He was early in the game, with subtle political advertisements airing on TV as early as 2014. It was obvious that he wanted to go beyond Senate but it was not clear who he was to run with.

Alan Peter S. Cayetano filed his certificate of candidacy without a running mate. But boy, he exhibited patience and perseverance--even flying to Davao City to convince Rodrigo "Rody" Duterte to take him in. When he succeeded, it became a full blast Duterte-Cayetano campaign, a Davao-Taguig alliance.

But will having a headline-worthy running mate boost Cayetano's chances at the Vice Presidency? Or would have it been better if he went on his own?


Topics Related to Alan Cayetano


(ABS-CBN News, Based on Research by ABS-CBN Investigative and Research Group)

Born on October 28, 1970 to former Senator Renato Cayetano and Sandra Schramm, Alan Peter Cayetano grew up involved in public service.

Cayetano's first taste of politics was at the University of the Philippines-Diliman, where he won as University Student Council councilor.

At the age of 22, he was named as the top councilor of the then Municipality of Taguig. In 1995, he was elected as Vice Mayor and served as a Congressman for the lone congressional district of Taguig and Pateros from 1998 to 2007 (three consecutive terms).

Halalan 2016 Candidates 1

He first ran for the Senate in 2007 and won. He is currently serving his second consecutive term in the Senate. His term expires in 2019.

During his first term in the Senate, he became Chairman of the Blue Ribbon / Committee on Accountability of Public Officers, where he headed the investigation of the NBN-ZTE deal and steered the continuation of the Fertilizer Scam investigation. In the present Congress, Cayetano is Senate Minority Floor Leader.


SALN (as of December 31, 2014)
Assets: P28.3 million
Liabilities: P5 million
Net worth: P23, 314, 540



Senator Alan Peter Cayetano is strongly opposed to the proposed Bangsamoro Basic Law and the peace negotiations with the Moro Islamic Liberation Front. He repeatedly questioned the sincerity of the Moro Islamic Liberation Front (MILF) in pursuing the peace process with the government following the January 25 Mamasapano clash.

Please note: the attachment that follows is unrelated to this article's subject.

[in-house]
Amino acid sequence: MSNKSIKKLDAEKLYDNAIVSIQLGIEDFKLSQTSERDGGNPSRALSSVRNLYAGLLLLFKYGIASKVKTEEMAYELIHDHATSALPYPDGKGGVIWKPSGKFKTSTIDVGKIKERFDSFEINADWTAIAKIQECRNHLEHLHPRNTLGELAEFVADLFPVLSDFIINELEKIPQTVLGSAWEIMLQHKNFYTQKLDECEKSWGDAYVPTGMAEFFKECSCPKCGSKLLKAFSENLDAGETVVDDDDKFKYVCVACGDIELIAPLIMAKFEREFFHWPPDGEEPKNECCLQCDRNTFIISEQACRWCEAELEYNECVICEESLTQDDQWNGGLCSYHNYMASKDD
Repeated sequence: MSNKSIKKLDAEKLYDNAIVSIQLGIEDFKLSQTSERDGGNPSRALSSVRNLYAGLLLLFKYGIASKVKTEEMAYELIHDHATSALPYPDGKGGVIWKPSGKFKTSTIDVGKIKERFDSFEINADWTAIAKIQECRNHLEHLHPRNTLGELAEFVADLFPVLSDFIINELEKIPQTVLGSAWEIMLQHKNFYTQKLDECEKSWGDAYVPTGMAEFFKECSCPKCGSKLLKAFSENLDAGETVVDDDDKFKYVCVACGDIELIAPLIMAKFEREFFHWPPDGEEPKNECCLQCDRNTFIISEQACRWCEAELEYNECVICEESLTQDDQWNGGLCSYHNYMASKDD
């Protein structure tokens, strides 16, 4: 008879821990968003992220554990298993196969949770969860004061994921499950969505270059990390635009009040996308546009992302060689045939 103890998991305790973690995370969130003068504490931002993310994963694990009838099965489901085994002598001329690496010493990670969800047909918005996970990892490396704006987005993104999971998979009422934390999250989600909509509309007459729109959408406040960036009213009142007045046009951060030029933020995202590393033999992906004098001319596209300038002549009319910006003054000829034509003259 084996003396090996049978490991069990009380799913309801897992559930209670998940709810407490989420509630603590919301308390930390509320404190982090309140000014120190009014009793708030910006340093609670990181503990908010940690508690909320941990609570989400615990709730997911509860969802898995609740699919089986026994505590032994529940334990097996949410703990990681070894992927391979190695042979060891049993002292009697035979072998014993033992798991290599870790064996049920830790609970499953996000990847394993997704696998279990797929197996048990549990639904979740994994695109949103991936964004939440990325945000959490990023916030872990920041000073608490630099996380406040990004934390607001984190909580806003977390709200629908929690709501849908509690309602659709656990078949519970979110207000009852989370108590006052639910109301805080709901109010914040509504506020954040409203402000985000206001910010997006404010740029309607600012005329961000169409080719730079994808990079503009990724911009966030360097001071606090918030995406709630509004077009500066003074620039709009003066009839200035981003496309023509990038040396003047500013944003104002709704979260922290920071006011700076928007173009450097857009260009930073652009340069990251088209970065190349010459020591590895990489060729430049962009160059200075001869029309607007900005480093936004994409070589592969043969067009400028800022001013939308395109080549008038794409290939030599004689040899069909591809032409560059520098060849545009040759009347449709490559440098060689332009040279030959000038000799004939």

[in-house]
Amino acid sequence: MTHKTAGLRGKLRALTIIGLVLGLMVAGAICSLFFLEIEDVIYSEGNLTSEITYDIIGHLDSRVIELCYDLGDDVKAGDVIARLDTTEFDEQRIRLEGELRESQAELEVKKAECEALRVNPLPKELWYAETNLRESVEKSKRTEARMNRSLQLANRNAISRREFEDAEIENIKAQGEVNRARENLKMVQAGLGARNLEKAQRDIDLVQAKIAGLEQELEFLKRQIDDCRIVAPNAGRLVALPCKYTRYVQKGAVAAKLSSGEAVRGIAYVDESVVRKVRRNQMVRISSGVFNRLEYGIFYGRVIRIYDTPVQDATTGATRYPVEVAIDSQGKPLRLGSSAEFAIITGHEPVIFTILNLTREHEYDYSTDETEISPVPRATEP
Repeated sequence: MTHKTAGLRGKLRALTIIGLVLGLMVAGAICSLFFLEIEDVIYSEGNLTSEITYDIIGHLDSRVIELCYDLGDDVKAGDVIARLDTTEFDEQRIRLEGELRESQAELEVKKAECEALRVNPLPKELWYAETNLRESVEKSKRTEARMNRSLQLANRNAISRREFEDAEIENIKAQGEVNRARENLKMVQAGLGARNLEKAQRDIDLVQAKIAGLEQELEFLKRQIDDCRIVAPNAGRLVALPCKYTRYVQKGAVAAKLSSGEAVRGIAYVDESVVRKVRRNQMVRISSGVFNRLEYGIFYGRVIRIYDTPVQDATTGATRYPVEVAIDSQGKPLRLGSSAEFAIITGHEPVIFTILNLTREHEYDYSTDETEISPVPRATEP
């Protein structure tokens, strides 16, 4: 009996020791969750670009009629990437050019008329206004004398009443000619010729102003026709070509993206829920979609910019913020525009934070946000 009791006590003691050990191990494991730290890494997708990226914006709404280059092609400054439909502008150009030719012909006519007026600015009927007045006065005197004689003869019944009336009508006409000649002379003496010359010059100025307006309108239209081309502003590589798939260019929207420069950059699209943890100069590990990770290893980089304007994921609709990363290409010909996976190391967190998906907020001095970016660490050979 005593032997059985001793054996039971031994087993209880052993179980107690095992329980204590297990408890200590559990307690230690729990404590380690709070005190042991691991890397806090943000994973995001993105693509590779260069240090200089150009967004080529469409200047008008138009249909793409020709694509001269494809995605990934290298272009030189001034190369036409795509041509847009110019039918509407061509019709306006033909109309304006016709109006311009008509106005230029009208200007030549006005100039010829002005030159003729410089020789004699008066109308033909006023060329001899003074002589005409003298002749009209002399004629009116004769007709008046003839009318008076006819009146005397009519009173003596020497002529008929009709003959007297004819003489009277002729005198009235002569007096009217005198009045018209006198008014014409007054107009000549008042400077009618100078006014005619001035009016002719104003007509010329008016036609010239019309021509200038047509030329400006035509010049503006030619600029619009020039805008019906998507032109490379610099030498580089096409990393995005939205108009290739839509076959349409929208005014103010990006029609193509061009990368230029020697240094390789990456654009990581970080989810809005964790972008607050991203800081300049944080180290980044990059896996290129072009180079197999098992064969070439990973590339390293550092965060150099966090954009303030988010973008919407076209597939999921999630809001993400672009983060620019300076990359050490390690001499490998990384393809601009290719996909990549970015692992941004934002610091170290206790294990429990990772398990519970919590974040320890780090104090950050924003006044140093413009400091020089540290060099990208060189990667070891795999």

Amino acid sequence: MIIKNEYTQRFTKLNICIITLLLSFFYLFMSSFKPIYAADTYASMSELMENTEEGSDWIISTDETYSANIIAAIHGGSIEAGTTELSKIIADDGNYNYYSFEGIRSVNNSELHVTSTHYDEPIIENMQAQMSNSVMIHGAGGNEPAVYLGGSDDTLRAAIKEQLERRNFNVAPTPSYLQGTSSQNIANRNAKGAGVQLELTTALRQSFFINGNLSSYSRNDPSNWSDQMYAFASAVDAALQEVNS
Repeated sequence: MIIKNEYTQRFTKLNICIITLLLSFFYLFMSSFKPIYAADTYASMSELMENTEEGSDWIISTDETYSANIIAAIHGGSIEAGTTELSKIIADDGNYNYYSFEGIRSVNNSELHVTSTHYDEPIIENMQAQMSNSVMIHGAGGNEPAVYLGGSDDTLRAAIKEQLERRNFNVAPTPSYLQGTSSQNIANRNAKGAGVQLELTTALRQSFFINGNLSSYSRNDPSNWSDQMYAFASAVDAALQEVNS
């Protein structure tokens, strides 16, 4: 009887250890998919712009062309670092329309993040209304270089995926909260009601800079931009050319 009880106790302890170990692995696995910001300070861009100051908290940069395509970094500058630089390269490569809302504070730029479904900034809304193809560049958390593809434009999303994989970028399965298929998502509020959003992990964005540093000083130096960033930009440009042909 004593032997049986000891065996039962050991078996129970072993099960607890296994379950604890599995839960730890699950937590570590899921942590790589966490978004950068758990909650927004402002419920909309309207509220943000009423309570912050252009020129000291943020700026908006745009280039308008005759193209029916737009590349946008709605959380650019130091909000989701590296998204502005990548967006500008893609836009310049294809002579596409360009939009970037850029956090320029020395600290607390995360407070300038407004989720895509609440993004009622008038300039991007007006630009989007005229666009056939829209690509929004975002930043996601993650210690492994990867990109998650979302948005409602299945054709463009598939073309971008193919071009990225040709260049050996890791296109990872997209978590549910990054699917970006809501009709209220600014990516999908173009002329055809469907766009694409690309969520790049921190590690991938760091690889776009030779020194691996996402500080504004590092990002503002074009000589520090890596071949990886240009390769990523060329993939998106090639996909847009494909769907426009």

On August 20, 2014, the Philippine Association for the Advocacy of Civil Liberties (PAACL), headed by Roderick Vera, the group’s president, filed three separate complaints against Alan Cayetano and his wife, Taguig Mayor Maria Laarni Cayetano: two graft complaints for the alleged misuse of his Priority Development Assistance Fund (PDAF) and one plunder complaint for the alleged hiring of ghost employees. Cayetano denied the allegations and accused the family of Vice President Jejomar Binay as being behind the complaint as Vera was a former classmate of Makati City Rep. Abigail Binay in law school. Moreover, the complaint was filed at the start of the hearing of the Senate Blue Ribbon Committee chaired by Cayetano on the alleged overpriced Makati building that was constructed during Vice President Binay’s term as mayor.


In 2006, then Taguig-Pateros Rep. Alan Peter Cayetano accused the family members of former President Gloria Macapagal-Arroyo of stashing millions of dollars of undeclared wealth on Hypovereinsbank, a bank based in Germany. Cayetano promised to resign once the German bank account of the Arroyo family is proven non-existent. In response to the request of the fact-finding team of the House Committee on Ethics, Former First Gentleman Jose Miguel Arroyo signed a bank waiver. At the same time, Mr. Arroyo flew to Germany and came home with a certificate from Hypovereinsbank stating that the Arroyo family does not maintain multi-million dollar accounts. Cayetano, however, dismissed the certificate and called it “worthless.” He insisted that Mr. Arroyo should submit it to the House Committee on Justice in an impeachment hearing so that Cayetano and his allies could counter it with evidence.


As chairman of the Committee on Public Information and Mass Media in the 14th Congress, Cayetano launched a campaign to make the Freedom of Information (FOI) Act a law.

In the 2013 elections, Cayetano’s platforms include price reduction of goods, creating more and better jobs, and raising the income of workers.

In the 16th Congress, some of the bills that Cayetano filed include Senate Bill No. 90 on freedom of information; S.B. No. 245, which aims to decriminalize libel and defamation; S.B. No. 246, which aims to allocate a special education fund for children with special needs; and S.B. 249, which aims to repeal sections 4(c)(4), 5, 6, and 7 of the Cybercrime Prevention Act of 2012